The last week hasn’t been a good one for British politicians. The expense scandal, whether claiming for bath plugs and feather dusters, second homes, moat clearing, swimming pools or porn, the Daily Telegraph has been ‘exposing’ the lies and bullsh*t of politicians claiming expenses within, or beyond, creating plenty of public anger.

Not a good week for politicians, especially when the European and local elections are coming up in June. Norman Tebbit even advised the public to protest by not voting for the big parties in the European elections.

Which is why I was interested to see the juxtaposition of a poster saying “make sure nothing stops you voting” with two posters for a mobile phone company in Camden Town station pronouncing simply BULL and LIES.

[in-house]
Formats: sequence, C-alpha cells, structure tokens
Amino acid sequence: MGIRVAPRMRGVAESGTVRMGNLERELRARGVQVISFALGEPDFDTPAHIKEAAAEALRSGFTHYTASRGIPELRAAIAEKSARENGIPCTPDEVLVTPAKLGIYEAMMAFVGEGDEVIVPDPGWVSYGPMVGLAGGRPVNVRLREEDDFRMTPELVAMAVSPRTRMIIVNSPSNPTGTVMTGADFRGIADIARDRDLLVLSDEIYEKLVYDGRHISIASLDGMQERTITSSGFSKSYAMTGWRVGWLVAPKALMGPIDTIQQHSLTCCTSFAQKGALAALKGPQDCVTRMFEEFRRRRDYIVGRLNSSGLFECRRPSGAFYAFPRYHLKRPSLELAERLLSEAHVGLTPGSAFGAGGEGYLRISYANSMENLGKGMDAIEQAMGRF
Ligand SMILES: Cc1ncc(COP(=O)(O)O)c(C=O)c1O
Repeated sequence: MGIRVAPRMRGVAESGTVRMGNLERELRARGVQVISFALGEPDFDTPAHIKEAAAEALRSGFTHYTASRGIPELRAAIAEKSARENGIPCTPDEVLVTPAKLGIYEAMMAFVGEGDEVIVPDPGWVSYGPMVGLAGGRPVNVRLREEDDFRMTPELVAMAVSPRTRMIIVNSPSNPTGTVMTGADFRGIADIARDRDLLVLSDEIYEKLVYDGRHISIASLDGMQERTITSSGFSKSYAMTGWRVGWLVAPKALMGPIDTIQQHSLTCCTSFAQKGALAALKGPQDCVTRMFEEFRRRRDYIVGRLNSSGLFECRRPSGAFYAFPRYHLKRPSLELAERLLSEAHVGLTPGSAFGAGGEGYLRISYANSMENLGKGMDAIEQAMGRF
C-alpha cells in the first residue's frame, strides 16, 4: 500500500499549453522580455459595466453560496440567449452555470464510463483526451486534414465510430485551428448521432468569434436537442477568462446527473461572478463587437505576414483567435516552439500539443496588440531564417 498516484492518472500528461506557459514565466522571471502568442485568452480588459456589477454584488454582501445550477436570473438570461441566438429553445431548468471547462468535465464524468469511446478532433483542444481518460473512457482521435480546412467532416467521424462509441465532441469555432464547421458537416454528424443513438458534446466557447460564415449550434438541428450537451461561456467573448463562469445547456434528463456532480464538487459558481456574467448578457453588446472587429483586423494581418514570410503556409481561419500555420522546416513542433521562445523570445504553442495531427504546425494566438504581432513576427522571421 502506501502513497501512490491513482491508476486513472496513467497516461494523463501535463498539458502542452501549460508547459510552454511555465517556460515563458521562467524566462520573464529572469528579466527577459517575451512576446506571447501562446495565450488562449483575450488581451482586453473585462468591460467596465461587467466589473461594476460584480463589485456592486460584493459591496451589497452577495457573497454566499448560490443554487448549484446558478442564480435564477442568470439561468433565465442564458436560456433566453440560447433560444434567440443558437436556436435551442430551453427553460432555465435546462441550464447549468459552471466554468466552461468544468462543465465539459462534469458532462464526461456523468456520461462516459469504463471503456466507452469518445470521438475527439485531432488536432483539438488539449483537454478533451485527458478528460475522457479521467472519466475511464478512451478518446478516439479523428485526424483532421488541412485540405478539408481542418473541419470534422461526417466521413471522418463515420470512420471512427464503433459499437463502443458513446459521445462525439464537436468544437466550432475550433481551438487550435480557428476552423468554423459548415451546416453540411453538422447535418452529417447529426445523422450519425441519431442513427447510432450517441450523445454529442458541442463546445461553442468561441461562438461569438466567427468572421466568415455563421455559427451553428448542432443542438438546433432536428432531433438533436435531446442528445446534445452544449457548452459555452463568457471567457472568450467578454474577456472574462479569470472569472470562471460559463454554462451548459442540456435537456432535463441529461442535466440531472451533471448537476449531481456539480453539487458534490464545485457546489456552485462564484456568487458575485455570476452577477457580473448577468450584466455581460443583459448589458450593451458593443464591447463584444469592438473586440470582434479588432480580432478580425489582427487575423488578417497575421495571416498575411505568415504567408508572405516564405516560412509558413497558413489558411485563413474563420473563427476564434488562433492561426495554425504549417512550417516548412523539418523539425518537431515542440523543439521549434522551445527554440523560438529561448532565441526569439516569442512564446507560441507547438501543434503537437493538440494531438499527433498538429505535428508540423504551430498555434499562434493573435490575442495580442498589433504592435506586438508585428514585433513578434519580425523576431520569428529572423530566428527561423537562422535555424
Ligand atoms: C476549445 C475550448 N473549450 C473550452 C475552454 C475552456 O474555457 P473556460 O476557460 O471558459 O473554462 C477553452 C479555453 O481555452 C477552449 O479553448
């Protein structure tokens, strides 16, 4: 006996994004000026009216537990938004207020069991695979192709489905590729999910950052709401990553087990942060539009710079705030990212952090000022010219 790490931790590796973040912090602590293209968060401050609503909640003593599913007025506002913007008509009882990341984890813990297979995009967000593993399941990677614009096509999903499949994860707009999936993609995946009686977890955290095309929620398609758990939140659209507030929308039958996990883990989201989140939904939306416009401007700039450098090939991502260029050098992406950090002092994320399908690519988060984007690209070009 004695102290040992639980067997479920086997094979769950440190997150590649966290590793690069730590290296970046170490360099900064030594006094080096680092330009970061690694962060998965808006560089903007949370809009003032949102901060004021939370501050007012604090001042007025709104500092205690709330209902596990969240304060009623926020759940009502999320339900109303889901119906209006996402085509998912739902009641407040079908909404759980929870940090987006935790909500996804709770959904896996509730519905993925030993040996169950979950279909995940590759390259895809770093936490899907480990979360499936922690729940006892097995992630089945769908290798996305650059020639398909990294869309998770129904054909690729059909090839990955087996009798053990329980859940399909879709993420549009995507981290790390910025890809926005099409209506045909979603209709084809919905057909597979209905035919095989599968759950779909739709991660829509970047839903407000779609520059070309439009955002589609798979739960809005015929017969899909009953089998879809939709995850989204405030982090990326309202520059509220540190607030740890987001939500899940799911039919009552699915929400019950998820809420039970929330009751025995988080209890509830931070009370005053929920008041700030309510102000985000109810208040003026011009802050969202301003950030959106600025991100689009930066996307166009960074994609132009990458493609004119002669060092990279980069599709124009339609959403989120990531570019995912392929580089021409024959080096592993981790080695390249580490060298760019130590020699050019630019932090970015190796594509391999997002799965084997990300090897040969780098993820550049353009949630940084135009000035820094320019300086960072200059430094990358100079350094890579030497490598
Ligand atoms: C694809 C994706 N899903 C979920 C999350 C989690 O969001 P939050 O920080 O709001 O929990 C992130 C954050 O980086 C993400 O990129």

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Of course, one of the biggest risks of the expenses story is disillusionment with politicians in general, politicians of all parties, and voter apathy caused by lies and bull. But voting is an essential way of exercising you democratic right – so maybe we shouldn’t let lies, bull, or anything else, stop us doing so on Thursday 4 June.


Moving

26 March 2009

I hate packing. I hate packing for holidays – I can never decide what to take. I especially hate packing to move home – which is what I am doing right now (well, when I get some more boxes it will be). And moving house will mean lack of internet, for a short while, until I manage to get the new place hooked up. But, hey, I’m moving to a much better flat 🙂 The big haul starts tomorrow.